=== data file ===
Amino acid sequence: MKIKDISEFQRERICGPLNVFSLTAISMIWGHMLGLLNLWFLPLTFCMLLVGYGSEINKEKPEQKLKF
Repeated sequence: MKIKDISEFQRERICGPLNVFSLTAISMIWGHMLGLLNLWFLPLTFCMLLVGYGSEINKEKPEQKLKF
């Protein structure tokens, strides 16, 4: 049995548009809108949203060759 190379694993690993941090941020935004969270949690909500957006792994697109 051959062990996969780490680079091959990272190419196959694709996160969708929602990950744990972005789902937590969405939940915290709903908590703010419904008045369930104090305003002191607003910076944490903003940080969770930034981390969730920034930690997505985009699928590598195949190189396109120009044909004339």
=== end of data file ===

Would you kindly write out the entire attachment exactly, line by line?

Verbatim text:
Amino acid sequence: MKIKDISEFQRERICGPLNVFSLTAISMIWGHMLGLLNLWFLPLTFCMLLVGYGSEINKEKPEQKLKF
Repeated sequence: MKIKDISEFQRERICGPLNVFSLTAISMIWGHMLGLLNLWFLPLTFCMLLVGYGSEINKEKPEQKLKF
């Protein structure tokens, strides 16, 4: 049995548009809108949203060759 190379694993690993941090941020935004969270949690909500957006792994697109 051959062990996969780490680079091959990272190419196959694709996160969708929602990950744990972005789902937590969405939940915290709903908590703010419904008045369930104090305003002191607003910076944490903003940080969770930034981390969730920034930690997505985009699928590598195949190189396109120009044909004339």